Looking for Aliens Review
A charming casual puzzler
There are many games out there that zero-in on a particular experience. It could be a specific setting or a single mechanic. Some players may scoff at such limited, focused titles, but they are nonetheless often endearing to those who want a particular type of entertainment. Such is the case with hidden object games – it distills the mechanic that some would consider to be a negative elsewhere, such as pixel hunting in adventure games – creating a relaxing and calm way to pass the time. Looking for Aliens is the latest such title, asking players to find a variety of hidden items and creatures through 25 different large levels.
The game has a thin but charming narrative thread. Aliens are looking to visit Earth, and are trying to blend in with the humans as much as possible. Formatted as an alien-hosted TV show, before each level you get a brief animated scene where the aliens explain their various plans and the oddities that they discover on Earth. They also get involved with a man that's trying to find them all, a typical tinfoil hat-wearing man, but everything is done in jest. These opening scenes are often humorous and contain pop culture references, and give the game a more cohesive feel than just a series of levels.
The majority of your time in Looking for Aliens will be spent doing just that. The game offers a series of levels, where you must find a variety of objects hidden throughout. The 2D levels range from fairly simple small ones, such as an alien ship floating in cosmos that features lots of empty space, to the very densely packed army base or music festival, where you have to pan over the screen multiple times just to see its full size; you can zoom in and out quite far. The levels all feature tens to hundreds of interactive items – and something almost always happens when you click on things. There are many humans wondering around, doing their own thing, rocks that can be moved, windows/doors/latches that can be opened, and so much more. The bigger levels have an absolute ton of things you could potentially click on, and with the constant interactivity and the many elements in a level that move on their own, it really feels like the game is alive. It's a far cry from the static Where's Waldo games that exist out there.
Each level tasks you with finding a few specific items, which are displayed in the bottom of the screen. It could be finding aliens in disguise, blasters that were misplaced, or just mundane items like photographs. There's not much context to the items, other than they are fairly random and often whacky. To help players navigate through the big levels, each item comes with a subtle text hint to narrow down the search area. The hint could say that the alien found a quiet place amongst the rubbish, so you start opening all the bins. Most will just contain a random item or effect you can still click on – even if it does nothing, it gives a tiny amount of satisfaction. Or the hint could be to find a strange looking watermelon, so you find where those are in the level and explore the area. Or you could need to complete a minigame of sorts, such as collecting scattered tires. The hints are actually pretty great in their balance of being helpful and not outright telling you the answer. If you get confused or feel stuck, the level or entire game progress can be reset.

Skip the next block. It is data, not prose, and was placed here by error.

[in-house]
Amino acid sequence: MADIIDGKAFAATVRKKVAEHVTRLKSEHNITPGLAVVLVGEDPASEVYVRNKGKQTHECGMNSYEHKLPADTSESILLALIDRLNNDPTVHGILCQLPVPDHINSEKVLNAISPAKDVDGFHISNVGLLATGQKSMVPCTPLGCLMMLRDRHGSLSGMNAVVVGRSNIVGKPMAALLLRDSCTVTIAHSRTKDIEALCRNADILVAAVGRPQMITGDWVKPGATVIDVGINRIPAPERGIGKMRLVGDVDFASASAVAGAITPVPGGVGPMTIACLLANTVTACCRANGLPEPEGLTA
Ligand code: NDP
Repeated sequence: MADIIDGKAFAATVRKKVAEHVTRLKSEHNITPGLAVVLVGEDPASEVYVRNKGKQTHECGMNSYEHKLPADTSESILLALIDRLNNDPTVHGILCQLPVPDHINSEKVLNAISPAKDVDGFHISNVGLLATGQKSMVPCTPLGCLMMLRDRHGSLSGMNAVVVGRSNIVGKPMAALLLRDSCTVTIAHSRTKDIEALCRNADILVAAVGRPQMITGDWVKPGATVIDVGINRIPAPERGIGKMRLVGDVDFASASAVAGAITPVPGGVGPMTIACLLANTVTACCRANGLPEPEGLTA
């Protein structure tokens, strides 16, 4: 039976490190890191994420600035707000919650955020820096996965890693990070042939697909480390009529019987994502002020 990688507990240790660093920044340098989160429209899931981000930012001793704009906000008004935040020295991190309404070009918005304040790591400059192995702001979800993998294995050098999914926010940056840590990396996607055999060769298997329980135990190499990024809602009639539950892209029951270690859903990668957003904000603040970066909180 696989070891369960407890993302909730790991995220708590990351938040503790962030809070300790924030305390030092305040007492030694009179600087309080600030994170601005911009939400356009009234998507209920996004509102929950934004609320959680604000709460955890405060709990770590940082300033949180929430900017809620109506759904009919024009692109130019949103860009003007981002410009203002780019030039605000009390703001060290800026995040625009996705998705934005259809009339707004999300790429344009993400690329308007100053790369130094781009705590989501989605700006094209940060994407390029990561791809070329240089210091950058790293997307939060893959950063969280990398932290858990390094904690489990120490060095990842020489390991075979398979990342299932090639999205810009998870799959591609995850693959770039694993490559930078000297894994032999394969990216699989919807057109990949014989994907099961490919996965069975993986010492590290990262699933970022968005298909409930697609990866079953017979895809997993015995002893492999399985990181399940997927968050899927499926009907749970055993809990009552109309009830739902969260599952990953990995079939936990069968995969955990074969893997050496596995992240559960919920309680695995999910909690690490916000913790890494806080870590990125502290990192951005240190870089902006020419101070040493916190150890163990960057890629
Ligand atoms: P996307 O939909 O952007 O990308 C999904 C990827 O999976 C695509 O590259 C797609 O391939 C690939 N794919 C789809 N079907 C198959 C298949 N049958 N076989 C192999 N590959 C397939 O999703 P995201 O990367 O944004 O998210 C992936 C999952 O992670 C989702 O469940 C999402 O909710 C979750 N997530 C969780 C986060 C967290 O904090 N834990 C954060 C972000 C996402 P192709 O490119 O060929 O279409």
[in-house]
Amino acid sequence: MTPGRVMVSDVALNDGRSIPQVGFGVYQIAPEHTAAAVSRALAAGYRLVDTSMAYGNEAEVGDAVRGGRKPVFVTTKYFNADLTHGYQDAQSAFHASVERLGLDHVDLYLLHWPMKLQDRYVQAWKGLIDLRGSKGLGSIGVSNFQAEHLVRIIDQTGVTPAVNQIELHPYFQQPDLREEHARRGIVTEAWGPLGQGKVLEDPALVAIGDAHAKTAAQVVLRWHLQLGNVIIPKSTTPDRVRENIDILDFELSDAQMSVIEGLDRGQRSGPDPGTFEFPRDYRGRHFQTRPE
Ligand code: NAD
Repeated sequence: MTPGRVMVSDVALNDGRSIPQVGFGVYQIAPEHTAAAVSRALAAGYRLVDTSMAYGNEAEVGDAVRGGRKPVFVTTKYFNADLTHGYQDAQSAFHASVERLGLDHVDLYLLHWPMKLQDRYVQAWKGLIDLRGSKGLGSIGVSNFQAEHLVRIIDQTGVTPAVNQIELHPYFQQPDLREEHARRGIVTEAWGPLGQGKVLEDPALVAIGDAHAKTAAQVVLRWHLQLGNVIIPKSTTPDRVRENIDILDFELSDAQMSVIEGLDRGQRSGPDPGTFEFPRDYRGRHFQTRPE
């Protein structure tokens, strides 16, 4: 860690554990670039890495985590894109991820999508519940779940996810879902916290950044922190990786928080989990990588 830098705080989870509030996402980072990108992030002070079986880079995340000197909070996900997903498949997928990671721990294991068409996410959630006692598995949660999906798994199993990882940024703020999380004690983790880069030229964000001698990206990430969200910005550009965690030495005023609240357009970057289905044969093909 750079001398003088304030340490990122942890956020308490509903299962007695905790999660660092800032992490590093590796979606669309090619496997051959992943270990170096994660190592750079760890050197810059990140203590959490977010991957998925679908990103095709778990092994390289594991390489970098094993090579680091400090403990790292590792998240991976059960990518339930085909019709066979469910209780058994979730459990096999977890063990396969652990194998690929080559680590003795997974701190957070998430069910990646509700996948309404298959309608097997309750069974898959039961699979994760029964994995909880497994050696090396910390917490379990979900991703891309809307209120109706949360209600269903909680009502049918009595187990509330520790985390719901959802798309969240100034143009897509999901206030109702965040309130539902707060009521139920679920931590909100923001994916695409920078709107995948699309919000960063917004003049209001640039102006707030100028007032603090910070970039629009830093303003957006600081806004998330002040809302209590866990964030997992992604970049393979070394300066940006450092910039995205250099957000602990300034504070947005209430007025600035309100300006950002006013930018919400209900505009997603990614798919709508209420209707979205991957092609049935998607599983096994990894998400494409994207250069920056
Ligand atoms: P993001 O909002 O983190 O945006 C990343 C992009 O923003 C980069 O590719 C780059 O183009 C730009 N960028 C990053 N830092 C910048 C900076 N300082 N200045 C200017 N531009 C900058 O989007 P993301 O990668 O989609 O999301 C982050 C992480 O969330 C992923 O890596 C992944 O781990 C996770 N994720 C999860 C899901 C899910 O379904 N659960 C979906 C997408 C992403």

How long it takes to complete each level depends on your approach. You could be methodical, follow the hints right away, and try to find everything that's required. Or, you could take your time and take it easy. The game actually lets you complete the level with around 80-85% of the required objects, so you are not stuck. Players can return to the levels later and get what they missed. There are also random bonus items – you could click and eat tons of food that's lying around, turn on monitors, or find the bonus cards. None of these do anything, but just add to the reasons to interact with everything. However you play, there are a few good hours of entertainment here, something to keep yourself busy but doesn't require a lot of brain power. For around $12 USD, it's also a well priced game for the amount of levels that you get.
The charming and warm art style also helps the game stand out, and makes the levels feel more welcoming. Each location has a specific color palette, from different shades of green, to purple and orange, capturing the alien theme quite well. The variety of settings that you will be clicking through is also decent, though at the end of the day you will probably be more focused on the items. Still, seeing little humans dance at a music festival, or Aliens snoozing in their ship, is pleasant. The looping background music is fitting for the setting, and the audio effects when you click on things help add to the atmosphere. There's not much in the way of settings – the game obviously is not very demanding, so it runs well. But you can only really adjust the music volume, no visual or even resolution options, and there is some notable screen tearing when panning the camera around.
Hidden object games are a dime a dozen, especially with the rise of the casual mobile gaming market. However, Looking for Aliens manages to stand out thanks to its good price, charming presentation and lots of levels to click through. Each location's color theme, plentiful interactive elements, and a variety of objects to hunt make for an entertaining and calm way to spend your time. The ability to progress without tracking down every single item helps the game flow better, and autosaving means you can return to a level at any time. It would have been nice to get more PC specific options, and to have the bonus collectibles be more worthwhile, but overall Looking for Aliens is a fun and calming experience that fans of this genre should enjoy.